When the then finance minister Morarji Desai rose to present the Union budget on the evening of February 28, 1963, he clarified that he would speak more on the challenges on the border rather than dwell on economic trends. Small wonder then that he earmarked Rs 708.5 crore out of an estimated expenditure of Rs 1,852 crore — a staggering 38% — for the defence sector.
He also decided to do away with the traditional practice of identifying expenditure for the army, navy and the air force under separate heads, citing national security concerns. He then profusely expressed his gratitude to the US and Britain for rushing to India’s assistance with military equipment and supply during the India-China conflict of 1962.
In his budget speech, Desai also invoked a sense of national duty to impose a “super profits tax” on companies, estimating that his move would mop up about Rs 25 crore, a sizable amount those days. He also increased customs duties, restricted foreign travel and unleashed a provision of mandatory savings for taxpayers, adding in unequivocal terms that the threat on the borders necessitated a higher order of taxation.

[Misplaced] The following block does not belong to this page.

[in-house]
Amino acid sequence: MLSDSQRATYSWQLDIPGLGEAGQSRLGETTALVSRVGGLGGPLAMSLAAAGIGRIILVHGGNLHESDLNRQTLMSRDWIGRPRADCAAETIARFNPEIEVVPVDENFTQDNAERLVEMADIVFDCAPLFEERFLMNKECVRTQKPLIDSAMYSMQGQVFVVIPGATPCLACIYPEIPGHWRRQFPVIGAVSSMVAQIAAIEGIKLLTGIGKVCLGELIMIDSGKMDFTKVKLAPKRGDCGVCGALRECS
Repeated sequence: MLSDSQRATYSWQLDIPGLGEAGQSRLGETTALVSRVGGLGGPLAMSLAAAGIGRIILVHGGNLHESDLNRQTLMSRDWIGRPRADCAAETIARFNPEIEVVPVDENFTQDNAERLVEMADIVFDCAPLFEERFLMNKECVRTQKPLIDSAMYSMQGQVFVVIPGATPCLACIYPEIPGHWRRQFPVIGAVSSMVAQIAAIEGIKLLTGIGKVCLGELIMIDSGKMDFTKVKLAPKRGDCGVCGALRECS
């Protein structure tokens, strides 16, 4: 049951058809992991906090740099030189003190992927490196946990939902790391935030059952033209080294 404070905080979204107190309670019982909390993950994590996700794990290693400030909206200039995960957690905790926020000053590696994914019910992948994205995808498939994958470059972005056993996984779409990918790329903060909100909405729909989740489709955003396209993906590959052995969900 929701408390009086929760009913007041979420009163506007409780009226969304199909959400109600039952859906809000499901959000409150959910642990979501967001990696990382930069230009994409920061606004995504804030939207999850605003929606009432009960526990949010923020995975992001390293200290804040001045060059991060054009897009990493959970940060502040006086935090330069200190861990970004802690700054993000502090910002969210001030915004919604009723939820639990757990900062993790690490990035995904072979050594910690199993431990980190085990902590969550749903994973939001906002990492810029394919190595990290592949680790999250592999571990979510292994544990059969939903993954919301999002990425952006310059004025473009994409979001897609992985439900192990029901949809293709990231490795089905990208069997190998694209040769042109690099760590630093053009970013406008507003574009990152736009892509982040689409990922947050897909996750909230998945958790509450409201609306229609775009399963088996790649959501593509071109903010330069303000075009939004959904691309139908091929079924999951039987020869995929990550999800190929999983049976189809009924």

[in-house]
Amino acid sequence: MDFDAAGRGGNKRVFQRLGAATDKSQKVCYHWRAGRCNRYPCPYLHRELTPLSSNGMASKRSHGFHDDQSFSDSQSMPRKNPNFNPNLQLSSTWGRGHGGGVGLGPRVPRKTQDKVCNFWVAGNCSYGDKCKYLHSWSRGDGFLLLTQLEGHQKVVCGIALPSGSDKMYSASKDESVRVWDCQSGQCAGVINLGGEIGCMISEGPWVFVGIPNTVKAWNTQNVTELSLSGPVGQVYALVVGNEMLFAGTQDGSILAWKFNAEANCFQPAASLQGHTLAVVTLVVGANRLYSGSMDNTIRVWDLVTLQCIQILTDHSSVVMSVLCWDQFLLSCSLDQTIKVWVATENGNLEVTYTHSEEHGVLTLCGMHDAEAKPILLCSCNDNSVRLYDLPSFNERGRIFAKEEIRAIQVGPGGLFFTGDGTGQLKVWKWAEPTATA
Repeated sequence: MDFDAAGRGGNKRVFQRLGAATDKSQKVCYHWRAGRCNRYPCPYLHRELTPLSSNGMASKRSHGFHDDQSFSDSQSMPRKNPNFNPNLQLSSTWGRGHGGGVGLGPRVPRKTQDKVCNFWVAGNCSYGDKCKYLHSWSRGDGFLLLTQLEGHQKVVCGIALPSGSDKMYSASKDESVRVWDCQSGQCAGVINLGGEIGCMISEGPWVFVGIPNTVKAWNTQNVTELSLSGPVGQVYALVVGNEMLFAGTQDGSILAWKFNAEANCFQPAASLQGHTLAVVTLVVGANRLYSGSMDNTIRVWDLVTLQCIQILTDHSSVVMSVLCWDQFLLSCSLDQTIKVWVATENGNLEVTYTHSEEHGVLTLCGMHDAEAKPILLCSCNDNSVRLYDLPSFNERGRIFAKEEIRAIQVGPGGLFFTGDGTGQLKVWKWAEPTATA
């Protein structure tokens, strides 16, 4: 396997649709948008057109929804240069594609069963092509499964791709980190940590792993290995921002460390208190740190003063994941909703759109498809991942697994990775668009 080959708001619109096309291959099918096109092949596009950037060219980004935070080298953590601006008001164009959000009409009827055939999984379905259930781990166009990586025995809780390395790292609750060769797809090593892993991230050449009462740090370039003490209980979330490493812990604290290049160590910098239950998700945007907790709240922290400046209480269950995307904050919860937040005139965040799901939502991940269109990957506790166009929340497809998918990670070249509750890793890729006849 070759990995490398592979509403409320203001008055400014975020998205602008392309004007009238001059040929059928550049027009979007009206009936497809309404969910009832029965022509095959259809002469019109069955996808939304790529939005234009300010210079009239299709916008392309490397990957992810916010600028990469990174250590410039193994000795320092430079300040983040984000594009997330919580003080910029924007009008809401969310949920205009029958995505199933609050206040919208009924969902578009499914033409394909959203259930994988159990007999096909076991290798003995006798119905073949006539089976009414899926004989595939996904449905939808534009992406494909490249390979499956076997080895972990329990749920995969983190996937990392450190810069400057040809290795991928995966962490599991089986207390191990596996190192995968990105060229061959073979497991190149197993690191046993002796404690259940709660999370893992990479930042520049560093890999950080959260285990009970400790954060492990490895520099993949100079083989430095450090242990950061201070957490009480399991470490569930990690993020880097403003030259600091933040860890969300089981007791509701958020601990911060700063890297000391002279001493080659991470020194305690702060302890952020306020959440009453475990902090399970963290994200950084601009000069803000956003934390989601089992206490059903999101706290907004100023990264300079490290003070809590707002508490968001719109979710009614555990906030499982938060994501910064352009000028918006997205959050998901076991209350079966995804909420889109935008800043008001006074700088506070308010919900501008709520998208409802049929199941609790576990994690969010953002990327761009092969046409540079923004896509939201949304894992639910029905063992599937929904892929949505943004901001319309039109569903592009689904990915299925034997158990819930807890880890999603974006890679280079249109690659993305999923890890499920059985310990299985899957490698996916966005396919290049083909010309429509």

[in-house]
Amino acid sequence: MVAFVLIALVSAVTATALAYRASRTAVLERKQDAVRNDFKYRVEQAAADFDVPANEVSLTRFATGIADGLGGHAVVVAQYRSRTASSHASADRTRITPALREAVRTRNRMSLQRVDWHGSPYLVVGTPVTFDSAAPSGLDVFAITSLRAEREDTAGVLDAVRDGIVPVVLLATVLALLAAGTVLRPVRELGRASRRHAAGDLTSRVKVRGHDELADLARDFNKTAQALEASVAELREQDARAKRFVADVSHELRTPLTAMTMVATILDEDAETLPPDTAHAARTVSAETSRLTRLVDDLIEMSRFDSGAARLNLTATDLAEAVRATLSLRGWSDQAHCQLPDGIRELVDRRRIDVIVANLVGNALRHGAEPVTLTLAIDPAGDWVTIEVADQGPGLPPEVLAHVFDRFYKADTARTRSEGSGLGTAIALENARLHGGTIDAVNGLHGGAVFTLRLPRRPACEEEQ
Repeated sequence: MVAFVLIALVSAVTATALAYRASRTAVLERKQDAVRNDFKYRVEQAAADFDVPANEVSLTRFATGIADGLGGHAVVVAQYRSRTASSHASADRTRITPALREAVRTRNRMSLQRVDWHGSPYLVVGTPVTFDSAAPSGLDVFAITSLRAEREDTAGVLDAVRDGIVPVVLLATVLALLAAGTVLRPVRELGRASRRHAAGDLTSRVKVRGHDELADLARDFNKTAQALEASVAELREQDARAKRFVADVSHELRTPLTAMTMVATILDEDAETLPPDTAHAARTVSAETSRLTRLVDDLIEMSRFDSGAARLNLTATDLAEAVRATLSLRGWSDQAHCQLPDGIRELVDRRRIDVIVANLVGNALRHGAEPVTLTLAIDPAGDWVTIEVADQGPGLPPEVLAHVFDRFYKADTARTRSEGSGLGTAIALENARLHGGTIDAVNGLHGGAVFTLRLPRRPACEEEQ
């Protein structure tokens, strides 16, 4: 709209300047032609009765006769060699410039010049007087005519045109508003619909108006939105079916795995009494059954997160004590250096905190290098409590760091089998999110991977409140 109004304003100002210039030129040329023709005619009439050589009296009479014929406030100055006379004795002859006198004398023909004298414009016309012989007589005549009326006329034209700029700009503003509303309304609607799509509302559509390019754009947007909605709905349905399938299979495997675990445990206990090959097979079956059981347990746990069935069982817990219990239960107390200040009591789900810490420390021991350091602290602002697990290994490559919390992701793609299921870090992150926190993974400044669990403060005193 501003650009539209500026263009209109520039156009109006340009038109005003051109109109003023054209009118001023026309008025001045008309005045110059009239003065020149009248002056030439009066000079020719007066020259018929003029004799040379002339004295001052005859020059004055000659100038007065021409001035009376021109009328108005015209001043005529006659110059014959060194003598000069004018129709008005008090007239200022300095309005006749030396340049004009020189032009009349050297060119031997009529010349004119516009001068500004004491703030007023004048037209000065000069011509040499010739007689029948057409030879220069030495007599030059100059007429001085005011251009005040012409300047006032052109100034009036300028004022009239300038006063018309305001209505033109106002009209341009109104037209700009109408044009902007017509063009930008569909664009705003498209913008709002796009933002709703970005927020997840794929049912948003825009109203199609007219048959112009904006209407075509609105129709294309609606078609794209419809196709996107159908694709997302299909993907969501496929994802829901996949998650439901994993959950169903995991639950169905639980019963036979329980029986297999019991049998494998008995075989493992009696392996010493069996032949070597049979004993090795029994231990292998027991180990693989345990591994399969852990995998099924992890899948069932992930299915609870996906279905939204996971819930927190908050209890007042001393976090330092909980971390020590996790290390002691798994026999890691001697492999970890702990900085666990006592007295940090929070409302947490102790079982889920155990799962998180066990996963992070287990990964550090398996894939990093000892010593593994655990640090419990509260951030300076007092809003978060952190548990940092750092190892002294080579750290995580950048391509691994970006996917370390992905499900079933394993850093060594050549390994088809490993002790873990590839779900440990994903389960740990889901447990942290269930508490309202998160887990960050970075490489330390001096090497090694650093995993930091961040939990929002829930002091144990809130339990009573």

In the past, India’s budgets have navigated through and even triumphed over humungous crises — the Chinese aggression, the global oil turmoil of the early 1970s, bouts of economic slump in 1957-58, 1965-66, 1972-73 and 1979-80 and the balance of payments crisis of 1991.
As Finance Minister Nirmala Sitharaman rises to present Budget 2021— unarguably, the most crucial one in a generation — on February 1, she can take a few leaves out of the annals of such financial crisis-management. For India’s first post-Covid budget has to make sense of, lift and show a roadmap for the economy that has been wrecked by the pandemic, dragging it down to a recession after four decades.
“Imposing wealth tax on market values of all assets is conceptually an option to generate additional revenues. But this will deal a body blow to real estate as well as stock markets”
— Sudhir Kapadia, national leader-tax, EY India